Alec Nevala-Lee

Thoughts on art, creativity, and the writing life.

Posts Tagged ‘Jeffrey Stepakoff

The billion-dollar song

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As I write this post, it’s just before nine in the morning, and I’ve already played or sung some version of “Let It Go” approximately twenty times. Perhaps you’ve heard of it? My daughter certainly has, and although she’s only fifteen months old, she’s already capable of singing along, as well as of demanding it by name whenever I buckle her into her high chair. In the five short months since Frozen was released, “Let It Go” has reached a level of cultural ubiquity that we haven’t seen from a song in years, to the point where it seems to be running on a constant loop in my head, your head, and Patton Oswalt’s. It’s one of those quintessential show tunes that both plays a crucial role within the story itself and resonates beyond it, and the story behind it is equally compelling. Robert Lopez—who has been one of my musical heroes ever since Avenue Q—and his wife and writing partner Kristen Anderson-Lopez set out to write a number known in the story outline only as “Elsa’s Badass Song.” It wasn’t hard to imagine how it might sound; the likes of “Poor Unfortunate Souls” and “Be Prepared” have long been a part of the Disney playbook. In this case, however, the result was more surprising. Anderson-Lopez tells the rest:

We went for a walk in Prospect Park and threw phrases at each other. What does it feel like to be the perfect exalted person, but only because you’ve held back this secret? Bobby came up with “kingdom of isolation,” and it worked.

After that, the process took less than a day, with the couple improvising melodies on the piano and lyrics on the whiteboard. It was fairly clear early on that they’d written the showstopper they needed, but its ultimate consequences were even more profound, to the point where this stroll through Park Slope had an enormous impact on both the movie itself and its eventual success. Frozen is an excellent movie in many respects—it’s cleverly plotted, funny, and visually astonishing—but there’s no question that audiences have responded so strongly to it largely because of the relationship between the two sisters at its heart. It seems obvious now, but the decision to make Elsa and Anna sisters at all appears to have come very late in the process, and the transformation of Elsa into a conflicted protagonist occurred even more belatedly. Up to that point, Elsa had been more of a conventional villain, rooted in the original conception of Hans Christian Anderson’s “The Snow Queen,” but “Let It Go” pointed at something more interesting. As the film’s co-director Jennifer Lee says: “The minute we heard the song the first time, I knew that I had to rewrite the whole movie.”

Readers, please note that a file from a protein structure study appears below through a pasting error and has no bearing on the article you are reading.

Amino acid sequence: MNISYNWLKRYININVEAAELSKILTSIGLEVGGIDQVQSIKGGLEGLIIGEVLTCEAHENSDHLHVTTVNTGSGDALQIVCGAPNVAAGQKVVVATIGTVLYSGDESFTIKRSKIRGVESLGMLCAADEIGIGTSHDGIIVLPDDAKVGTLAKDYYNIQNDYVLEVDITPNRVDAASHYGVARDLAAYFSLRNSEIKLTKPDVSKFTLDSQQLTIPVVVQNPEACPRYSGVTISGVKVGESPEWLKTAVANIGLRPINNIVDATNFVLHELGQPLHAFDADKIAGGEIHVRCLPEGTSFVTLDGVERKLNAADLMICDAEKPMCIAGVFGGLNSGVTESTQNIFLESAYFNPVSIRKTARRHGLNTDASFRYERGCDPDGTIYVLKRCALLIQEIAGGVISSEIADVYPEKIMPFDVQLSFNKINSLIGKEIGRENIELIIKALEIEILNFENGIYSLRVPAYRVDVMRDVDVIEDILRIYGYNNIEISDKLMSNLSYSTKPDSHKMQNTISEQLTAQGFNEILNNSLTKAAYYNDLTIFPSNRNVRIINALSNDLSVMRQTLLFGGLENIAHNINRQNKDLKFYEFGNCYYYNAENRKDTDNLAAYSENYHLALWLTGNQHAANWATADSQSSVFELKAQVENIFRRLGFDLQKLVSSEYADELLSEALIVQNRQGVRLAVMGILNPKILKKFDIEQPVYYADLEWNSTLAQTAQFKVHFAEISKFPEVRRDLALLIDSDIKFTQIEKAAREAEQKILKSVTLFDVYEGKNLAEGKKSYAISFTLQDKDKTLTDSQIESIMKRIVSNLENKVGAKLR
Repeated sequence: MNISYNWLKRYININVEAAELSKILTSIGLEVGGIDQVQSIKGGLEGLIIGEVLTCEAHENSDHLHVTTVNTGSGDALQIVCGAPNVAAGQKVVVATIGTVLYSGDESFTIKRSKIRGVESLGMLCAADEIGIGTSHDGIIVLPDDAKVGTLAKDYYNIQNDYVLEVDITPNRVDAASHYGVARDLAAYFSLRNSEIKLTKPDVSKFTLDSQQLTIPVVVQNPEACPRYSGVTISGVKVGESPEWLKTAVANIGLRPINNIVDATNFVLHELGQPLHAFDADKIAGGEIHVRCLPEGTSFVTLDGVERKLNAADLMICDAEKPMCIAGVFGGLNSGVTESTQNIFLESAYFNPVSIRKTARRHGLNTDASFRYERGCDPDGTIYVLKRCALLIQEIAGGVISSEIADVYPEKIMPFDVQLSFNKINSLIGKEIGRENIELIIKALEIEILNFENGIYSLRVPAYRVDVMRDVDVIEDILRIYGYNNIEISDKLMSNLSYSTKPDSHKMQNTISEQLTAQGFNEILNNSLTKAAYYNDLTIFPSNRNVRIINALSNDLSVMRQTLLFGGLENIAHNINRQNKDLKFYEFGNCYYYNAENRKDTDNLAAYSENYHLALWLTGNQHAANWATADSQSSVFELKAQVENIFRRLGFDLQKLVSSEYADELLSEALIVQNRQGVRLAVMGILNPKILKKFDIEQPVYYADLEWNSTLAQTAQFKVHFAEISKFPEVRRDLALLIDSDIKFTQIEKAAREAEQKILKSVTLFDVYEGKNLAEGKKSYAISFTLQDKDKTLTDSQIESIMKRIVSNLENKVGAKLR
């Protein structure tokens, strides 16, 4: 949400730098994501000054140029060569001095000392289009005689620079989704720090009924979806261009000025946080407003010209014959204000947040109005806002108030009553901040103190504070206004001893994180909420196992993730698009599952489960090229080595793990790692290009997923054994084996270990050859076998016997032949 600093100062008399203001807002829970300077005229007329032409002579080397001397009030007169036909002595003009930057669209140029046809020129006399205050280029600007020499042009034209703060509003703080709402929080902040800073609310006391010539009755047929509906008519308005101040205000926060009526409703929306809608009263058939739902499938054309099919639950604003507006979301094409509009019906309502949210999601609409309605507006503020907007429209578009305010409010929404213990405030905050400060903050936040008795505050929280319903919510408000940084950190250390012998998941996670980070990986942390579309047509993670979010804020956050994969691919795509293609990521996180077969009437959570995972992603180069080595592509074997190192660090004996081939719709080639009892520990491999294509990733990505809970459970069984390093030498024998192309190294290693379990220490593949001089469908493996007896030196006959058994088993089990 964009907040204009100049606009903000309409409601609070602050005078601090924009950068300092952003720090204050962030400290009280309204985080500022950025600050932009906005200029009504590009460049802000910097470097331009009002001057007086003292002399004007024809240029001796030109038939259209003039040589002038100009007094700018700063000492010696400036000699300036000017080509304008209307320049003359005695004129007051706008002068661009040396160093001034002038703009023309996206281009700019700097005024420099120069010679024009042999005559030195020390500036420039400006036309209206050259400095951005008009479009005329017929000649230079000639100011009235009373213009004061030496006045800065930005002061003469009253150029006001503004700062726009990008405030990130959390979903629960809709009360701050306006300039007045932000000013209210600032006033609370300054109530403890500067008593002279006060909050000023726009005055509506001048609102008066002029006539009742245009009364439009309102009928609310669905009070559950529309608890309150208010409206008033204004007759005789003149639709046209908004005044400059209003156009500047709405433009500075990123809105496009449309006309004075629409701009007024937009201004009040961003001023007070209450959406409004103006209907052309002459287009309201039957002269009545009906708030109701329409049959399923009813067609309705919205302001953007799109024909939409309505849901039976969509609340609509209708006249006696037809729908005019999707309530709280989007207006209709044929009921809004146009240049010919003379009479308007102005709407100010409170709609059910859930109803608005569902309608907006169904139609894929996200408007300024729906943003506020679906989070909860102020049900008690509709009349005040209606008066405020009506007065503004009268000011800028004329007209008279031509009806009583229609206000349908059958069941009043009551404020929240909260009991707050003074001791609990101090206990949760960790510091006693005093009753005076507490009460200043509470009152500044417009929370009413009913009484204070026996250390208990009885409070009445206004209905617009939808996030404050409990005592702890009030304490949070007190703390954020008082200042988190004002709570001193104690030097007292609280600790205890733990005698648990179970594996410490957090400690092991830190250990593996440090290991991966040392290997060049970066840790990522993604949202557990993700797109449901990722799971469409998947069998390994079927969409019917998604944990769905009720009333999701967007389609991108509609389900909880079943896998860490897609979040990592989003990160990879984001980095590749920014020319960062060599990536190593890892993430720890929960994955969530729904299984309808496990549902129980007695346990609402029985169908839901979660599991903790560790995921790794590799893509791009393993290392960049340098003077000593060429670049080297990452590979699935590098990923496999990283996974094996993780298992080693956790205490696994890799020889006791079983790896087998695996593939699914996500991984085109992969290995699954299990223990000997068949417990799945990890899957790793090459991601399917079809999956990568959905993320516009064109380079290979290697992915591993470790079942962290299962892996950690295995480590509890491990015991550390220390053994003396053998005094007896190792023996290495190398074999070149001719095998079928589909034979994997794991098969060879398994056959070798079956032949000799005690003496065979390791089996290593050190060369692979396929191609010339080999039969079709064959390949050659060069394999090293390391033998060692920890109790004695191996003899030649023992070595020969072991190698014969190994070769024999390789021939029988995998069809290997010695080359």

Disney's Frozen

In particular, it meant that much of the movie’s first act, as well as its central relationship, had to be reconceived to build up to the moment that Lopez and Anderson-Lopez had provided. The result recentered the entire film. And if the changes that “Let It Go” inspired are even partially responsible for the film’s outsized success, the amount that Disney owes this song is probably incalculable, which won’t stop me from trying to calculate it. The closest comparable movie is clearly Tangled, which grossed just short of six hundred million dollars worldwide in its theatrical release alone. Frozen seems likely to double this amount, and when you factor in home video, a potential sequel, merchandising—there’s a nationwide shortage of Elsa dresses—and the inevitable Broadway musical and ice show, I don’t think it’s an exaggeration to say that we’re talking a billion dollars or more. How much of that additional revenue can be attributed to “Let It Go” and the emotional thread it introduced? It’s hard to say, but it’s considerable. And it’s a reminder that however industrialized the process of producing content on a global scale has become, it all comes down to a few moments of quiet inspiration.

I’m not the first one to make this argument, of course. It’s forcefully advanced by the television writer Jeffrey Stepakoff’s memoir Billion-Dollar Kiss, which claims that the kiss of the title, shared by Pacey and Joey of Dawson’s Creek, was singlehandedly responsible for saving the series and propelling it into six seasons and syndication. There’s a tendency, to be sure, for writers in Hollywood to overvalue what they do, perhaps because they have so little power in other respects. But there’s a germ of truth here. I’d like to believe that Lewis Carroll, L. Frank Baum, or A.A. Milne would be flabbergasted by the extent to which their solitary work sustains entire industries: Pooh merchandise alone accounts for five billion dollars of Disney’s bottom line, which makes it hard to look at the Hundred Acre Wood in quite the same way. It’s what makes the business of film simultaneously so exhilarating and so terrifying. Disney has marketing down to a science, and a tentpole movie like Frozen is released across the world with the precision of a military campaign. But the pivot on which that massive machine turns is an infinitesimal one, and although it takes many different forms, it often looks like nothing more than a piano, a whiteboard, and a day in Prospect Park.

Written by nevalalee

April 14, 2014 at 9:45 am

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